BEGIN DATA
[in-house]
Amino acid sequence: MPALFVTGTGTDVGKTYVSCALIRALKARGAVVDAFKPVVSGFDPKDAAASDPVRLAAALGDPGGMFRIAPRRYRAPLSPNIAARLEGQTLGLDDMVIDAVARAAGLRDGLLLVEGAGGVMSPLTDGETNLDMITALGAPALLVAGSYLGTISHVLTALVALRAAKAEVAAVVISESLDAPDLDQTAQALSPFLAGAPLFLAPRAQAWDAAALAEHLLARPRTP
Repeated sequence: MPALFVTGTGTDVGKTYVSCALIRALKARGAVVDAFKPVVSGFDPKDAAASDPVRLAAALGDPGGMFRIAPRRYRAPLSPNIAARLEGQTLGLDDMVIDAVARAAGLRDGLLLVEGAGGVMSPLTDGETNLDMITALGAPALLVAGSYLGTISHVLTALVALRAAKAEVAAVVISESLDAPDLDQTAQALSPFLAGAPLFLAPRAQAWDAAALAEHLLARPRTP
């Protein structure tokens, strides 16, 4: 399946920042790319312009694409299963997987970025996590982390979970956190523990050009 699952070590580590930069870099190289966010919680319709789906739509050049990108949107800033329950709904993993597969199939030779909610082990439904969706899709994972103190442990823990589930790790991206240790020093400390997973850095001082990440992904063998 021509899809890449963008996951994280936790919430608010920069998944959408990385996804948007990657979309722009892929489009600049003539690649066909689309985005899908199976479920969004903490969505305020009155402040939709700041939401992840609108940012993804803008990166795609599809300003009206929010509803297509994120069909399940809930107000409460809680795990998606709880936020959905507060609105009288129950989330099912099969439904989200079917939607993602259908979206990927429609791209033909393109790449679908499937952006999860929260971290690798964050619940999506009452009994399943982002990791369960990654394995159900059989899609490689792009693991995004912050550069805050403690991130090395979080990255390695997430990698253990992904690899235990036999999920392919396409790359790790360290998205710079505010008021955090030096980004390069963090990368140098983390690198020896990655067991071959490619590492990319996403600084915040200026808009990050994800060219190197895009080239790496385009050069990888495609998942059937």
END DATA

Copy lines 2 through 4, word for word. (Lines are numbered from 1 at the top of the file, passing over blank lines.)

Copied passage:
Amino acid sequence: MPALFVTGTGTDVGKTYVSCALIRALKARGAVVDAFKPVVSGFDPKDAAASDPVRLAAALGDPGGMFRIAPRRYRAPLSPNIAARLEGQTLGLDDMVIDAVARAAGLRDGLLLVEGAGGVMSPLTDGETNLDMITALGAPALLVAGSYLGTISHVLTALVALRAAKAEVAAVVISESLDAPDLDQTAQALSPFLAGAPLFLAPRAQAWDAAALAEHLLARPRTP
Repeated sequence: MPALFVTGTGTDVGKTYVSCALIRALKARGAVVDAFKPVVSGFDPKDAAASDPVRLAAALGDPGGMFRIAPRRYRAPLSPNIAARLEGQTLGLDDMVIDAVARAAGLRDGLLLVEGAGGVMSPLTDGETNLDMITALGAPALLVAGSYLGTISHVLTALVALRAAKAEVAAVVISESLDAPDLDQTAQALSPFLAGAPLFLAPRAQAWDAAALAEHLLARPRTP
């Protein structure tokens, strides 16, 4: 399946920042790319312009694409299963997987970025996590982390979970956190523990050009 699952070590580590930069870099190289966010919680319709789906739509050049990108949107800033329950709904993993597969199939030779909610082990439904969706899709994972103190442990823990589930790790991206240790020093400390997973850095001082990440992904063998 021509899809890449963008996951994280936790919430608010920069998944959408990385996804948007990657979309722009892929489009600049003539690649066909689309985005899908199976479920969004903490969505305020009155402040939709700041939401992840609108940012993804803008990166795609599809300003009206929010509803297509994120069909399940809930107000409460809680795990998606709880936020959905507060609105009288129950989330099912099969439904989200079917939607993602259908979206990927429609791209033909393109790449679908499937952006999860929260971290690798964050619940999506009452009994399943982002990791369960990654394995159900059989899609490689792009693991995004912050550069805050403690991130090395979080990255390695997430990698253990992904690899235990036999999920392919396409790359790790360290998205710079505010008021955090030096980004390069963090990368140098983390690198020896990655067991071959490619590492990319996403600084915040200026808009990050994800060219190197895009080239790496385009050069990888495609998942059937």